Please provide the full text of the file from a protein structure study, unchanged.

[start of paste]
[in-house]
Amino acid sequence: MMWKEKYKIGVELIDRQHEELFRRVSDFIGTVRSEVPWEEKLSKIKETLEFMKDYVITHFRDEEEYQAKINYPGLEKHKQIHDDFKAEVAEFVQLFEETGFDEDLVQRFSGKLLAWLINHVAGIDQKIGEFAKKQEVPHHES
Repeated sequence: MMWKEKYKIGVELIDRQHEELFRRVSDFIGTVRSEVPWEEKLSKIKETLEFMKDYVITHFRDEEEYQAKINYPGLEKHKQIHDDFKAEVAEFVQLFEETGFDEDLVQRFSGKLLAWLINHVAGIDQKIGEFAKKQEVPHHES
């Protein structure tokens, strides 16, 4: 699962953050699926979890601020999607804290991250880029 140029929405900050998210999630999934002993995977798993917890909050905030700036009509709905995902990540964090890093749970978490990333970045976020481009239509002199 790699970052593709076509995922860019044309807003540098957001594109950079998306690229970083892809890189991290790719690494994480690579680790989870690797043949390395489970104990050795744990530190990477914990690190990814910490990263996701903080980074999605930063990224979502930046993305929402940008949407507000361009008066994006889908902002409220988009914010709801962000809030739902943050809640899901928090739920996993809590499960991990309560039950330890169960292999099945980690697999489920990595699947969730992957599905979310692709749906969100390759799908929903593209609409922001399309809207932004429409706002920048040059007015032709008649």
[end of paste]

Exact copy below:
[in-house]
Amino acid sequence: MMWKEKYKIGVELIDRQHEELFRRVSDFIGTVRSEVPWEEKLSKIKETLEFMKDYVITHFRDEEEYQAKINYPGLEKHKQIHDDFKAEVAEFVQLFEETGFDEDLVQRFSGKLLAWLINHVAGIDQKIGEFAKKQEVPHHES
Repeated sequence: MMWKEKYKIGVELIDRQHEELFRRVSDFIGTVRSEVPWEEKLSKIKETLEFMKDYVITHFRDEEEYQAKINYPGLEKHKQIHDDFKAEVAEFVQLFEETGFDEDLVQRFSGKLLAWLINHVAGIDQKIGEFAKKQEVPHHES
């Protein structure tokens, strides 16, 4: 699962953050699926979890601020999607804290991250880029 140029929405900050998210999630999934002993995977798993917890909050905030700036009509709905995902990540964090890093749970978490990333970045976020481009239509002199 790699970052593709076509995922860019044309807003540098957001594109950079998306690229970083892809890189991290790719690494994480690579680790989870690797043949390395489970104990050795744990530190990477914990690190990814910490990263996701903080980074999605930063990224979502930046993305929402940008949407507000361009008066994006889908902002409220988009914010709801962000809030739902943050809640899901928090739920996993809590499960991990309560039950330890169960292999099945980690697999489920990595699947969730992957599905979310692709749906969100390759799908929903593209609409922001399309809207932004429409706002920048040059007015032709008649």